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Big Foot Country
by Lori Rackl
Magazine Issue: U.S. Vol. 6.1

Where nature kicks your fleecy foreign ass, and you ask for more

images by Lori Rackl, additional images supplied by Southwind Adventures (http://www.southwindadventures.com)

It’s not easy to get to. And it’s not easy to get around once you’re there. At least if it were “Survivor: Patagonia,” you could claim you did it for the money.

One foot in front of the other. Baby steps. You’re almost there, almost to the top.

This admittedly tepid pep talk had been looping through my brain for at least an hour as I trudged up a steep, seemingly endless section of that day’s hike.

I’d traveled to the other end of the world to be here, in Patagonia, and I wasn’t about to hang up my hiking boots just because my quads wanted to call it quits. But I was tired, hungry and sick of swatting away the horseflies that had a hankering for my sunburned flesh.

One foot in front of the other. Baby steps. You’re almost there, almost to the top.

Ten hours later - okay, it was only 10 minutes... but it felt like 10 hours - I finally was there, at the top. I stood on the ridge, staring slackjawed at a milky turquoise lake. A pristine white glacier cascaded down to the water’s edge, like a giant tongue lapping at the impossibly blue liquid. Through a gap in the slow-moving parade of clouds, massive Mount Fitz Roy unveiled its granite face. An Andean condor gracefully glided overhead. I forgot all about my aching feet and rumbling stomach. It might’ve been a literal pain in the butt to get here, but what a visual payoff.

The same can be said of Patagonia itself. A massive triangle of land tucked way down in the south of South America, Patagonia isn’t a quick, last-minute getaway. It’s a Destination. It feels like the End Of The World, mostly because it is. It took my husband and me two plane rides and a long, bumpy van ride just to make it to the hotel.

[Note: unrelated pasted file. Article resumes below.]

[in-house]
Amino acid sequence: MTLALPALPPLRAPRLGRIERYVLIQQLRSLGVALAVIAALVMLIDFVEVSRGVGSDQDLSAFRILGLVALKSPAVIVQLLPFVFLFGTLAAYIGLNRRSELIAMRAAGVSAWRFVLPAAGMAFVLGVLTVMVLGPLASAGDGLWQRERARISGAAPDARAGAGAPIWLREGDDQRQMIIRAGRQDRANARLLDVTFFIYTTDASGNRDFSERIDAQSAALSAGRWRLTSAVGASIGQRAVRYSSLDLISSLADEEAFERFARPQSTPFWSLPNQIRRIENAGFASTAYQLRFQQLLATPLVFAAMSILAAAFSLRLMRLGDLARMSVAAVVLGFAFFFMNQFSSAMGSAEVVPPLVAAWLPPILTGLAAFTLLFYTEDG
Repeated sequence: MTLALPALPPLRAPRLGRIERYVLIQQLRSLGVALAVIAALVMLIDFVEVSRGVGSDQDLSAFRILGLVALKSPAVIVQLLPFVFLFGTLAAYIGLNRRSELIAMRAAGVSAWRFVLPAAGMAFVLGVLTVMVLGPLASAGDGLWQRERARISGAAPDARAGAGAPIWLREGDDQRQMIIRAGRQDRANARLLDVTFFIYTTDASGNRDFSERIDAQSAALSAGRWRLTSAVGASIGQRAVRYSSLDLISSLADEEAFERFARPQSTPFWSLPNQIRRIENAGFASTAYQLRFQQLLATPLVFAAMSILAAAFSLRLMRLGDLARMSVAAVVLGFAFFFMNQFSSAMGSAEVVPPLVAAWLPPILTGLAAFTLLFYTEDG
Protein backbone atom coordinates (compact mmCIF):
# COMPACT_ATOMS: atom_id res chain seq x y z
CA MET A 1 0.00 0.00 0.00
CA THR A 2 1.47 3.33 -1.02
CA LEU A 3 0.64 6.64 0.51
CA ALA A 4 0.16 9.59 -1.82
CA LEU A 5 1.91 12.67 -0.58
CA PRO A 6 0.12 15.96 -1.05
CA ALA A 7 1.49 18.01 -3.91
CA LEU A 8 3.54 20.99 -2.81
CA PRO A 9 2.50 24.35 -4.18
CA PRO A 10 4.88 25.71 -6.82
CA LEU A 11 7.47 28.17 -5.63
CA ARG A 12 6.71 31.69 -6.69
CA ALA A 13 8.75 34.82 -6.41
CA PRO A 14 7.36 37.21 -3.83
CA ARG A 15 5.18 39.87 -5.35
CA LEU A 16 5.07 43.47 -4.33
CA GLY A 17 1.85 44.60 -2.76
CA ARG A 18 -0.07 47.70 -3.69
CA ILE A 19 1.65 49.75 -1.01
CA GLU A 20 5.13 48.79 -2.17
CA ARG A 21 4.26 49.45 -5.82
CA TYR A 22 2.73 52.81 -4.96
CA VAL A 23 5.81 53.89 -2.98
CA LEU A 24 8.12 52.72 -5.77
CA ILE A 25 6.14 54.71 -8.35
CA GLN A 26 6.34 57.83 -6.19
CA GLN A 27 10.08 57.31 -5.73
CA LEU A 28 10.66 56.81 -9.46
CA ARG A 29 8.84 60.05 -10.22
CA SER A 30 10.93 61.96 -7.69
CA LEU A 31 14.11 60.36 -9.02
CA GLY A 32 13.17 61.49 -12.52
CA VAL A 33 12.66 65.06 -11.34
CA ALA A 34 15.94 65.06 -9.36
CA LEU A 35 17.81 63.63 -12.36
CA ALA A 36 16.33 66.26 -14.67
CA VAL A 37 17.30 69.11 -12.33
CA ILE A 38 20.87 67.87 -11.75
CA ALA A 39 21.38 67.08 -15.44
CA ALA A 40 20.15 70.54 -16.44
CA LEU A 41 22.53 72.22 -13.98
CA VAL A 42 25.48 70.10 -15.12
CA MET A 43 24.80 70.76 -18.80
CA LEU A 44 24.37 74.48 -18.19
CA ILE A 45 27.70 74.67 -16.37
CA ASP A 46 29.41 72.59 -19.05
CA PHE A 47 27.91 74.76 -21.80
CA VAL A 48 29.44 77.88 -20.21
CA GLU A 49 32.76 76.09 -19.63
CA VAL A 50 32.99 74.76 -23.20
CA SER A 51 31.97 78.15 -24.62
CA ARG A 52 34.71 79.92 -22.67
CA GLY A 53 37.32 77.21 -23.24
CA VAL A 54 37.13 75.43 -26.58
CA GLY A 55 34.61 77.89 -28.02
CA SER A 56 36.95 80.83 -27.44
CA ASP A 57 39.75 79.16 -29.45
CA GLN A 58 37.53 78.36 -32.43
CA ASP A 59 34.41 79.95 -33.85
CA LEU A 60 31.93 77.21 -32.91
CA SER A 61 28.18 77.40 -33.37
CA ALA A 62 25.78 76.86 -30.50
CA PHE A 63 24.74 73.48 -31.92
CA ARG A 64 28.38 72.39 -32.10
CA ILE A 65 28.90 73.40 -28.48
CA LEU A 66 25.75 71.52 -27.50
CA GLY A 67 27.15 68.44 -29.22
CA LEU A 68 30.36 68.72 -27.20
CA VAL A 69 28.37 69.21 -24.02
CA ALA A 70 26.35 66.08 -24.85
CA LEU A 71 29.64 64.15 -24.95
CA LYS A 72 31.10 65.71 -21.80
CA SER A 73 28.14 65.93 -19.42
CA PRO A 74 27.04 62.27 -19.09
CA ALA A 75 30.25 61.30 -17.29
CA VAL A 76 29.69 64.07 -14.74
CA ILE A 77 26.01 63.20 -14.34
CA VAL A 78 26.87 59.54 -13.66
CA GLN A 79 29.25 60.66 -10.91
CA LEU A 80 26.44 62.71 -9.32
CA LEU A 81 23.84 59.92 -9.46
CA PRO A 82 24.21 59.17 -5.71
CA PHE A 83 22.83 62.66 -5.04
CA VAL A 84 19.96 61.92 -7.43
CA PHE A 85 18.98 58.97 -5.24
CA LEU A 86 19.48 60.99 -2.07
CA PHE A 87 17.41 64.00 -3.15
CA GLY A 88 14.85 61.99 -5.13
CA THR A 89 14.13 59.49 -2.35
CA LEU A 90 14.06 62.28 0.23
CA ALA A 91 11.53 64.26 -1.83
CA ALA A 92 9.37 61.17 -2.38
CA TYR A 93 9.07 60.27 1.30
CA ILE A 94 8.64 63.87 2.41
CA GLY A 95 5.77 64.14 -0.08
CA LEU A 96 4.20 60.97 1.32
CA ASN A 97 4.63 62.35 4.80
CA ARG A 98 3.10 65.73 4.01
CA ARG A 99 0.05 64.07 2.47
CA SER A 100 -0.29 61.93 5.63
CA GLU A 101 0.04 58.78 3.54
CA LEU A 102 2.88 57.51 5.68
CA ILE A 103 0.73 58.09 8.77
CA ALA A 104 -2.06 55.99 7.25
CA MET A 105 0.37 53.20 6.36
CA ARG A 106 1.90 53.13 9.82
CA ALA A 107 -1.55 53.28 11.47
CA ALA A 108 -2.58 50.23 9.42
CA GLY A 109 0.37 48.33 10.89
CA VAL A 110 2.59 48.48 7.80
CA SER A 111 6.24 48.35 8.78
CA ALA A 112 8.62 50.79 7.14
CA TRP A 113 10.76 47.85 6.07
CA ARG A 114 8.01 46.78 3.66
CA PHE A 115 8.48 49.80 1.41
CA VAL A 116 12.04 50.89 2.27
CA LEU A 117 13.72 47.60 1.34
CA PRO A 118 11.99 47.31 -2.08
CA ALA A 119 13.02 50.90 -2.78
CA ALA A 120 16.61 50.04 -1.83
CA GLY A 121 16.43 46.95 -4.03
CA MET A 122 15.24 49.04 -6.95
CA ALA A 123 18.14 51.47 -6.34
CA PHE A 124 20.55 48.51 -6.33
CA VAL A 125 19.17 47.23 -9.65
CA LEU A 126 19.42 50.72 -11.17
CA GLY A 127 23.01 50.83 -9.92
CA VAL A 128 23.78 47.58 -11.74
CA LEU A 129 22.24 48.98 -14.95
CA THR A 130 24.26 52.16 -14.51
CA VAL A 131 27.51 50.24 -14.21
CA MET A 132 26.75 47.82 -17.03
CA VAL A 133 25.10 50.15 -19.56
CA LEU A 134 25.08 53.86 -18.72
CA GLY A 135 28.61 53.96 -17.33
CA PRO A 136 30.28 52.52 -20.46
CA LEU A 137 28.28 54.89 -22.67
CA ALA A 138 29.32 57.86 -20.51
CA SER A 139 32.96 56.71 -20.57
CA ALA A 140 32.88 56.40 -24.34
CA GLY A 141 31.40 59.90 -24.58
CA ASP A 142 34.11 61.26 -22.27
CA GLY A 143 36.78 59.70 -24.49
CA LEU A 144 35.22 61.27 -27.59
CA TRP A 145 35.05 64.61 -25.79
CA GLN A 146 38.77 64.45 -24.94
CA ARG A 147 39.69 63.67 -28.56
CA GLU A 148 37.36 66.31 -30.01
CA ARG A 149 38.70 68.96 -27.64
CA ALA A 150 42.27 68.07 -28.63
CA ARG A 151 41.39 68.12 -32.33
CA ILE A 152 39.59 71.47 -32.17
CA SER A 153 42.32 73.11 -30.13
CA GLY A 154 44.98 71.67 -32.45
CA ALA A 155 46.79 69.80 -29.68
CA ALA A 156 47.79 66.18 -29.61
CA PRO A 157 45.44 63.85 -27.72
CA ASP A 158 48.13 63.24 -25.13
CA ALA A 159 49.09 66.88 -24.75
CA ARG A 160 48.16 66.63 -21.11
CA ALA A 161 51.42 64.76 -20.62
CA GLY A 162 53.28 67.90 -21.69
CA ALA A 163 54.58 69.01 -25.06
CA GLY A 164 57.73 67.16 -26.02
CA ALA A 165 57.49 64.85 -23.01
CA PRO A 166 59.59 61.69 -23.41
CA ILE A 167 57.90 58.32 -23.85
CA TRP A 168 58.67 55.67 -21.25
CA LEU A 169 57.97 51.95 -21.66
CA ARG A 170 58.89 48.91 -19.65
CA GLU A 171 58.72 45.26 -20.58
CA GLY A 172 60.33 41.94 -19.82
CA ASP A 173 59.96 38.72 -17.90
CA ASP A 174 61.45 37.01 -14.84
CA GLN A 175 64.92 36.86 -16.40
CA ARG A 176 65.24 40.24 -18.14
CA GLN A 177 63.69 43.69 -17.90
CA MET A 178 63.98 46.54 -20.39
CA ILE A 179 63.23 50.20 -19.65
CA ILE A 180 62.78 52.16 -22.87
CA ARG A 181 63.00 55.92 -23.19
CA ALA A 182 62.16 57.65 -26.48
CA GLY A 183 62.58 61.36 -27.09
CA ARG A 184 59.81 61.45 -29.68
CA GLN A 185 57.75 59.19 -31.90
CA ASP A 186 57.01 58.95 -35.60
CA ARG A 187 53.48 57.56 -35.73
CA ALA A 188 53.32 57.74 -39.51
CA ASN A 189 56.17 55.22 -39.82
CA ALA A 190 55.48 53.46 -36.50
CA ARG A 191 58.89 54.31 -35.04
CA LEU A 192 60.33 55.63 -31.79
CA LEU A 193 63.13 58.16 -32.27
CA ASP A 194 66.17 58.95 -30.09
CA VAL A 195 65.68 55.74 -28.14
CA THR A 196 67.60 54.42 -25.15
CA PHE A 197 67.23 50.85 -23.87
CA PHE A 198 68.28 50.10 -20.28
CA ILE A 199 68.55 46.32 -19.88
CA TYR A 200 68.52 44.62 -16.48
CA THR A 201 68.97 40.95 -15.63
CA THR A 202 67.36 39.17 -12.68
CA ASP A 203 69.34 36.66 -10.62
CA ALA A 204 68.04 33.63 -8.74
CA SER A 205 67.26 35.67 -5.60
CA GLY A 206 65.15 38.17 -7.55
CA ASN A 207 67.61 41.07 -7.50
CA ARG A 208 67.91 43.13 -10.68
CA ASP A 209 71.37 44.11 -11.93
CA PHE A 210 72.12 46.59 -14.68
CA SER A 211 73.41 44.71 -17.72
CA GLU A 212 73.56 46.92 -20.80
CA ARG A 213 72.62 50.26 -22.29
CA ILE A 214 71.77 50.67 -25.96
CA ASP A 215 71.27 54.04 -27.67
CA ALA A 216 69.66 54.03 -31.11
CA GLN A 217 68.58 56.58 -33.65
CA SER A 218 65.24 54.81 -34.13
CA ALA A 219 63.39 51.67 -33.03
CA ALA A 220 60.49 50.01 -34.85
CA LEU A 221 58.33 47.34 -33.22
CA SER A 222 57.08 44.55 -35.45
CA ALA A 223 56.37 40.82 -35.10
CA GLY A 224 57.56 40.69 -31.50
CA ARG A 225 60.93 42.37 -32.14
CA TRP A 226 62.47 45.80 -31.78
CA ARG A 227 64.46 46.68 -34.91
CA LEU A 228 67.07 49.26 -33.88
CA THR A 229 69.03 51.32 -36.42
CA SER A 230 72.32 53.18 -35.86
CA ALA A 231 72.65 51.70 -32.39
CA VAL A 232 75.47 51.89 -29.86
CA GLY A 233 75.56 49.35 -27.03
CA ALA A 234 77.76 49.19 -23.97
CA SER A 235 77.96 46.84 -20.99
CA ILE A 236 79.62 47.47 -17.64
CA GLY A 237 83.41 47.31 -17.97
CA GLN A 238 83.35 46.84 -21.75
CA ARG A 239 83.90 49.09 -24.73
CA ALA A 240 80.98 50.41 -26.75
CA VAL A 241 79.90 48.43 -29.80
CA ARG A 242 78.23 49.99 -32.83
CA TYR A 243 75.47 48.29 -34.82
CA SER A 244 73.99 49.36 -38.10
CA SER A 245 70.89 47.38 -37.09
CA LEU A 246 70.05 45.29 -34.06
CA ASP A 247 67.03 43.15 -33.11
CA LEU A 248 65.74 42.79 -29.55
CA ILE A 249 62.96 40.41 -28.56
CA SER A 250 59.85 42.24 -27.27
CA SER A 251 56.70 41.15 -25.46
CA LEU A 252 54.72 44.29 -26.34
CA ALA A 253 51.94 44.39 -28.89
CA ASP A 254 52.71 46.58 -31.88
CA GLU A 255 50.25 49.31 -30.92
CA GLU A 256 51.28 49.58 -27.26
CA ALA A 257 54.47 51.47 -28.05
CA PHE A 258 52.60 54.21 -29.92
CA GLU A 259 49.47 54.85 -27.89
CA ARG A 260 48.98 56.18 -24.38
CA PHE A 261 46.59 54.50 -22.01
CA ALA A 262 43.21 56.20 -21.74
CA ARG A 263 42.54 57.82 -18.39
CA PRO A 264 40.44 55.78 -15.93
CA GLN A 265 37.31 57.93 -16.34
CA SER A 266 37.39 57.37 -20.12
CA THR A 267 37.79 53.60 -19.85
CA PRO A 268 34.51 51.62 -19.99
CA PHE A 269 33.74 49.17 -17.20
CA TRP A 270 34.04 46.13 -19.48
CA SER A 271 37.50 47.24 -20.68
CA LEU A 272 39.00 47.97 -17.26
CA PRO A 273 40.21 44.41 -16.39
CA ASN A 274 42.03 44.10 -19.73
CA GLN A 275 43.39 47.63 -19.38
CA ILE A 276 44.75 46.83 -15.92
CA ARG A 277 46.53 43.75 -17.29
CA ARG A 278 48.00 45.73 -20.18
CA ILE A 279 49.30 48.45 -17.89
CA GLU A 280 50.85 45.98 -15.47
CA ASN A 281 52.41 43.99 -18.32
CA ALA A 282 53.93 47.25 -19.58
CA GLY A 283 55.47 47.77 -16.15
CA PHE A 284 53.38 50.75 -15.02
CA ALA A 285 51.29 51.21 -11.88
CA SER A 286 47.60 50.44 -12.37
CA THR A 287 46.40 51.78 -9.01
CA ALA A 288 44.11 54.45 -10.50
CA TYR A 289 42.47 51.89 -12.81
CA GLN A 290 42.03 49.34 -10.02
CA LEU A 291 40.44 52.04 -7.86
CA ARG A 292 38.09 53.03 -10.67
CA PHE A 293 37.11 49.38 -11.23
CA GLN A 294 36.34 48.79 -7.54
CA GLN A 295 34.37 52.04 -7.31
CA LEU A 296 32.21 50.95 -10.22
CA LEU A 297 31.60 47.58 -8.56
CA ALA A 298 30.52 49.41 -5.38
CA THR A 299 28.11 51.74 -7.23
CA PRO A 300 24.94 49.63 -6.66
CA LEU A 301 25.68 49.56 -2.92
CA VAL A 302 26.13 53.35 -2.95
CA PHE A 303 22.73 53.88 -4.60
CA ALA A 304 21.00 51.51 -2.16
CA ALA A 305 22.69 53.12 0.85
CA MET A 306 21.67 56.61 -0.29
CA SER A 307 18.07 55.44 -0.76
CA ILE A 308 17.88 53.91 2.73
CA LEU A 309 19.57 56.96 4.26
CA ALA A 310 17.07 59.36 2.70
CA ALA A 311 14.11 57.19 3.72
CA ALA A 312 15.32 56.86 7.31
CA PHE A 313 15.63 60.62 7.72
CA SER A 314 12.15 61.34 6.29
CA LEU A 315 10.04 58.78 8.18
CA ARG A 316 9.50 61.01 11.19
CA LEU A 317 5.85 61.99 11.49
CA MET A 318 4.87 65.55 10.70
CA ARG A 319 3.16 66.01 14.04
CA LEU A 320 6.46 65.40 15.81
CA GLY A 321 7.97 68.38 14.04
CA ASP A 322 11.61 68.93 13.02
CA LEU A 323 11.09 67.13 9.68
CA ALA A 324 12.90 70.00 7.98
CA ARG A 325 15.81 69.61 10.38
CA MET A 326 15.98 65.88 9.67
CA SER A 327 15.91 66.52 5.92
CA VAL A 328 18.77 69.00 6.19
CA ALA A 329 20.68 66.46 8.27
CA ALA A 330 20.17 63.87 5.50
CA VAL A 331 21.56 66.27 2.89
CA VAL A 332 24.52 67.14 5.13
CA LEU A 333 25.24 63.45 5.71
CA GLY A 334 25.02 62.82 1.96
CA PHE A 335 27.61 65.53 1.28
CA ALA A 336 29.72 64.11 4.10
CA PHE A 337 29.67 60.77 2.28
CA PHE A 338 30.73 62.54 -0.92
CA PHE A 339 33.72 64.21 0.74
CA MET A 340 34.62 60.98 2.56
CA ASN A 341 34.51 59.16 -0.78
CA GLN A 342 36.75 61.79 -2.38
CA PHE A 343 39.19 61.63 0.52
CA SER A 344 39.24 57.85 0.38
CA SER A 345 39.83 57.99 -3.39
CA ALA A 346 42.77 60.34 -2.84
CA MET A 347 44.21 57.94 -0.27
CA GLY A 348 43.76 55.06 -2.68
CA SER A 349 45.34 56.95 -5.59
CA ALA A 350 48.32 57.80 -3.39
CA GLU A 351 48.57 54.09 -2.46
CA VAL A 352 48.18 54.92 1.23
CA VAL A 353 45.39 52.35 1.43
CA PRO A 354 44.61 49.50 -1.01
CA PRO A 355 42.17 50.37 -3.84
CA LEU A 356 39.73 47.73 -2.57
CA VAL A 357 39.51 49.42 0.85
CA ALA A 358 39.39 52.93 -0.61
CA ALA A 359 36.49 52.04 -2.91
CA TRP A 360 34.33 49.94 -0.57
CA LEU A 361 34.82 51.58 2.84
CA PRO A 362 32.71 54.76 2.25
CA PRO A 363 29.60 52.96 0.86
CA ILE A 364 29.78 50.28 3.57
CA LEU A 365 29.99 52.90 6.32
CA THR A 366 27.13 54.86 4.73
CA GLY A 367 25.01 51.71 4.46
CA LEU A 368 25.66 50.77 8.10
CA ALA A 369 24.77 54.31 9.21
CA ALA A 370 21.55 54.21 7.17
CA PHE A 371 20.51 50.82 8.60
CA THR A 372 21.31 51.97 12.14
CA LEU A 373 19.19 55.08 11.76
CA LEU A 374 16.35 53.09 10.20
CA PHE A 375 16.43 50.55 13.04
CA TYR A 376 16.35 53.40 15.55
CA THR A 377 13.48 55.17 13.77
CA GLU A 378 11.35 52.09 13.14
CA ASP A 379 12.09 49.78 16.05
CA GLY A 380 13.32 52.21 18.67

This remote, sparsely populated region shared by Argentina and Chile doesn’t always make it easy on visitors. It has no qualms about battering guests with 60 mph winds or unleashing a snowstorm in the middle of summer. (Shove that up your guidebook, foreigner!) The weather has more whims than a Hollywood diva, the roads can be rough, and the hikes can be hard. But like a savvy seductress, Patagonia knows just how far she can push without driving you away. And she knows how to leave you wanting more.

THE WINDY CITY

Everything about Patagonia is big: the mountains, the lakes, the glaciers and the land itself, a sprawling 350,000 square miles - more than six times the size of Illinois. Even the name Patagonia purportedly stems from the natives’ big feet (pata meaning “foot” in Spanish).

Given Patagonia’s girth, it’d take months to thoroughly explore this diverse slice of the southern hemisphere. So we narrowed our focus and signed up for the 16-day “Paine & Fitz Roy Trek” with World Expeditions. The Australian-based tour operator runs its guided hiking trip during austral summer, from late November through February.